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Copyright for Faculty

Copyright overview

How Can I Avoid Infringement?

Although copyright law has many exceptions for educational purposes, there's a big difference between what you can do in the classroom and what you can do outside of the classroom. When you are in the classroom, you are free to perform or display any copyrighted works that you have legally obtained. Playing videos and music, displaying images in your presentations, reading texts aloud—all of these are examples of things you can do in the classroom without any restriction. However, outside of the classroom, you are more limited in what you can do. This is especially important to keep in mind if you plan to copy and republish copyrighted works on the open web.

Not everything you find on the Internet can be copied and reused without restriction. Even if you do not see a copyright notice, it is likely that the work is copyrighted. However, there are many resources you can use to narrow your searching to content in the public domain or content that is available under a Creative Commons license. 

If a work appears online with a statement that it is licensed under Creative Commons or in the public domain, you should still consider whether or not these claims are trustworthy. Doing a small amount of research on the work's origins or avoiding using works that are clearly copyrighted (for example, works from recognizable publishers or corporations) in nonpermissable ways will help you avoid infringing copyright.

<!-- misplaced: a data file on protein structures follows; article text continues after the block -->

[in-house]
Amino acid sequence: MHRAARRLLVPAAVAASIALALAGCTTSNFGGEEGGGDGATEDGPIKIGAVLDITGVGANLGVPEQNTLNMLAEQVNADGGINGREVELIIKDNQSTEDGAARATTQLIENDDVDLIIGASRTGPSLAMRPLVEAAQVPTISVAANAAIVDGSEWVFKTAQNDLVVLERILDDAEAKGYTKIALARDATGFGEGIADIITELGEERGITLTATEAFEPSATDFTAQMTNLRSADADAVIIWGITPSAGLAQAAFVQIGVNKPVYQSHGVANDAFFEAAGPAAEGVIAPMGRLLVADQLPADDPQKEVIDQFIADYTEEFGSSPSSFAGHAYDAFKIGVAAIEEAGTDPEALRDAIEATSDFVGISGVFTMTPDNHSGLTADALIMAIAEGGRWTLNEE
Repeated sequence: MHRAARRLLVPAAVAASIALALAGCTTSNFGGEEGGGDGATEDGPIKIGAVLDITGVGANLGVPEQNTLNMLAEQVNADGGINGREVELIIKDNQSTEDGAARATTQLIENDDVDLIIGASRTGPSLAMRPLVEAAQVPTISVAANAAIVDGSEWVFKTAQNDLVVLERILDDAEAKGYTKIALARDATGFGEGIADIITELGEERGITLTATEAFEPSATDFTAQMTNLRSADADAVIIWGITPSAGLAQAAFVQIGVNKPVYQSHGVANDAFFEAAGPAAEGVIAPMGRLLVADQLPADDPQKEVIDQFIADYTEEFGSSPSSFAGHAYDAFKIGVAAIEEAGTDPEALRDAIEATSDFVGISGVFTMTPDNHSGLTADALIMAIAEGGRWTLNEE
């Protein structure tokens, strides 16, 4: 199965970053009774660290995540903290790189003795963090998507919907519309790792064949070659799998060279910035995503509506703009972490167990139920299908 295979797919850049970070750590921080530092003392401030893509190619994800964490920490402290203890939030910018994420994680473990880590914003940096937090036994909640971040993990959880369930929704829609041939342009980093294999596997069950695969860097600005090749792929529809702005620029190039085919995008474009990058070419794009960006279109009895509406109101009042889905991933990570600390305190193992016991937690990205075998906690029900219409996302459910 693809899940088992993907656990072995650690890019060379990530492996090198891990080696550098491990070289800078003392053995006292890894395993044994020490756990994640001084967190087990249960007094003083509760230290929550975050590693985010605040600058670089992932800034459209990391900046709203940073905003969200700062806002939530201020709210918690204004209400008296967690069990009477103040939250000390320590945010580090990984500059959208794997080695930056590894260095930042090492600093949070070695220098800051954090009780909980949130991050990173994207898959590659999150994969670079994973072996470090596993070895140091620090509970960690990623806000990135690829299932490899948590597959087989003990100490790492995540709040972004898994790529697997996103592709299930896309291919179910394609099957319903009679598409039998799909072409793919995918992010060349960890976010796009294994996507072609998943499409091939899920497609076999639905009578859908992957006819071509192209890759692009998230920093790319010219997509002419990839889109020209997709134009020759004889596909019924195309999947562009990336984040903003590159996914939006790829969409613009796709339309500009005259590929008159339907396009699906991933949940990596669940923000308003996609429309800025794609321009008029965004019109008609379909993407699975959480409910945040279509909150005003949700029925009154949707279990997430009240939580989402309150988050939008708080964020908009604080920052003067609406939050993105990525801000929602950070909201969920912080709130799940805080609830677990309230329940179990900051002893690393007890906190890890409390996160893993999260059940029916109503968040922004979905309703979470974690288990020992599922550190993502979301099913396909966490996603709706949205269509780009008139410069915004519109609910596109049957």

Using Copyrighted Works

When you are using others' works, there is a series of questions you will need to ask:

  • Is the work copyrighted? If the work is in the public domain, you are free to use it without permission or payment.
  • Is the work being made available under any terms and conditions that limit its use? Works you find online or works in library databases may be subject to terms and conditions that can restrict how you use the work. Be sure to read any terms and conditions before using the work.
  • Is the work available under an open license? If so, see if your use falls under the license terms.
  • Is your use fair? If the work is not in the public domain or available under an open license, consider if your use falls under the fair use exception.

If your use is not fair, you will need to get permission from the copyright holder. If you cannot get permission or the permission comes at too high a cost, you will need to consider using a different work. To better understand the permissions process, see the following resources: